- From: Paul J Gans <gans@xxxxxxxxx>
- Date: Thu, 8 Mar 2007 04:24:29 +0000 (UTC)
Chris Cox <notccox@xxxxxxxxxxxxxx> wrote:
Paul J Gans wrote:
I've probably groused about this before, so if you've
read it, forgive me.
I've just done an on-line update and lo and behold there
was an update to Firefox pushing it to 126.96.36.199. That's
really wonderful of SuSE.
Of course the current version of Firefox is 188.8.131.52 which
I also downloaded and installed today.
First, why is SuSE so far behind in versions and security
patches. Firefox 2.0 was a security improvement over the
entire 1.5 series and 184.108.40.206 and 220.127.116.11 are supposed
to be security fixes over 2.0.
Some of this is historical. Changes in major and minor
version levels of products usually means feature changes
which change the functionality of the product and can
(and often) impact the usability of the product (that is
to say, things change... sometimes to the detriment of
the user and/or dependent products).
So... rather than making things wildly unstable for the end
user, SuSE (spelling intentional here) kept version levels
constant and ported the fixes (security fixes.. not new features)
into those levels for stability sake.
Second, why does SuSE bother fussing with Firefox? Why not
just use the versions Mozilla provides? I see nothing that
SuSE does to Firefox other than to package it into an RPM
that installs it into its usual place.
Again, historical... do you expect SUSE to support Firefox
or not? If not, then you don't really need SUSE at all.
Build your own distro. Right?
I manually install the real current versions into /usr/local/bin
because it is more convenient for me. I've *never* had any
trouble doing it.
Those versions that you have installed are not supported
by SUSE... which seems isn't that important to you. Sometimes
it's easy to maintain your own home brew Linux mods on SUSE,
other times it's difficult. Regardless, you're running on your
own once you deviate from what SUSE supports and future upgrades,
patches, etc using SUSE's Online Update (etc) may not work
correctly. Which again... may not be that important in your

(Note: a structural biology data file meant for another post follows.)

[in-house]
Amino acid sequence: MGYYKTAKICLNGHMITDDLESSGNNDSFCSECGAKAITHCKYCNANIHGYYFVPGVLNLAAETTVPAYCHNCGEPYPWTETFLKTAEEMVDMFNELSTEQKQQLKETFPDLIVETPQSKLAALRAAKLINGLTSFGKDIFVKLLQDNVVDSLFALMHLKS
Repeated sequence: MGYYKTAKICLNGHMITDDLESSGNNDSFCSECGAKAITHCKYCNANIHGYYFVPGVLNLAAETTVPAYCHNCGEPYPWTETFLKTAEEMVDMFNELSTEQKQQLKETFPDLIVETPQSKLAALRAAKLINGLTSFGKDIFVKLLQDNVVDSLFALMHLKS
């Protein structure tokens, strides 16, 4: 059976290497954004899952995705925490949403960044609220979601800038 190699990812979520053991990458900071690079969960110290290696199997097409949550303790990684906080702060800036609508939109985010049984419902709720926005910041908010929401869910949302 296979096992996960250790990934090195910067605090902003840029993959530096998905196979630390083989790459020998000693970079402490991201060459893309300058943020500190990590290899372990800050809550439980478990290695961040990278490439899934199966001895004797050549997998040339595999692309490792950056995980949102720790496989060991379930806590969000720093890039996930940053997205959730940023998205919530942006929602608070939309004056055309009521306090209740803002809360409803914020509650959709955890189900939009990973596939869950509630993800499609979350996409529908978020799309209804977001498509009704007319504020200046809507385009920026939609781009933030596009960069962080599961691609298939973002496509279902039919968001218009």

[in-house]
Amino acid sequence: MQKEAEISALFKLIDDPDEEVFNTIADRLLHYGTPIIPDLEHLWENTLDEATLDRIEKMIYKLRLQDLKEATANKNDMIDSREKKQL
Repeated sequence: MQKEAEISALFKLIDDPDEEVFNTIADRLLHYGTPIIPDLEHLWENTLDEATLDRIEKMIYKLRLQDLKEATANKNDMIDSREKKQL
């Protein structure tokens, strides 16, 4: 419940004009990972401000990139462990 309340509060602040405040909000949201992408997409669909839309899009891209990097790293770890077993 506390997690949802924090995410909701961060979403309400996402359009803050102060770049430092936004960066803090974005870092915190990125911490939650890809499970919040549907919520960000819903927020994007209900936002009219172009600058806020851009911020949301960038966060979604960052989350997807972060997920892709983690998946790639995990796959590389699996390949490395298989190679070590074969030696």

openSUSE, in all fairness, has tried to move away from the
"stable" support model and is more Fedora-like (e.g. if it runs,
great! Otherwise... oh well.). With that said, users are
now encouraged to use a plethora of repositories with openSUSE,
which in turns makes for a management nightmare support wise.
And thus... if you want a stable system, you need to look
at SLED/SLES (duh). The problem with SLED/SLES is that the
version levels there are VERY static for VERY long periods
of time (it can be quite frustrating). At least with SuSE,
a new version came out every 6 months or so.... with openSUSE
it's a bit more of an iterative support model... though there
are "set" releases (again, openSUSE desires to be bleeding
edge.. emphasis on 'bleeding'... but some people like
it to bleed even more!).
Chris, I'm not a newbie. Not everyone is. I'm an oldbe.
I've possibly been using linux longer than anyone here.
My first install was an SLS distribution...
I've got lots of non-SuSE (Houghi will, I hope, forgive me,
I've always spelled it the German way) programs installed
including Mathematica. I keep all that in /usr/local, which
is what it is for.
My basic question is: what does SuSE add to Firefox? I
ask because browsers are among the easiest places to
compromise a system and SuSE takes forever to incorporate
I have no problem with them packaging Firefox as an rpm.
That's very nice. But that should not take very long, a
day at the most.
As for the version numbering, that's another issue. For
some programs, like Browsers (and Mathematica) the version
number is very important. It indicates the level of
security fixes in the browser.
Why would I download Firefox 18.104.22.168 (IIR the version
number correctly) when I *know* it is a major release
and two patch levels out of date?
I can live with the versioning policy for many programs
and I understand it. But even SuSE isn't consistent.
Look at gcc. Two versions are included in 10.2, the
old stable version and the new beta version. Indeed,
if I noted it correctly, the kernel is compiled with
the new beta version.
--- Paul J. Gans
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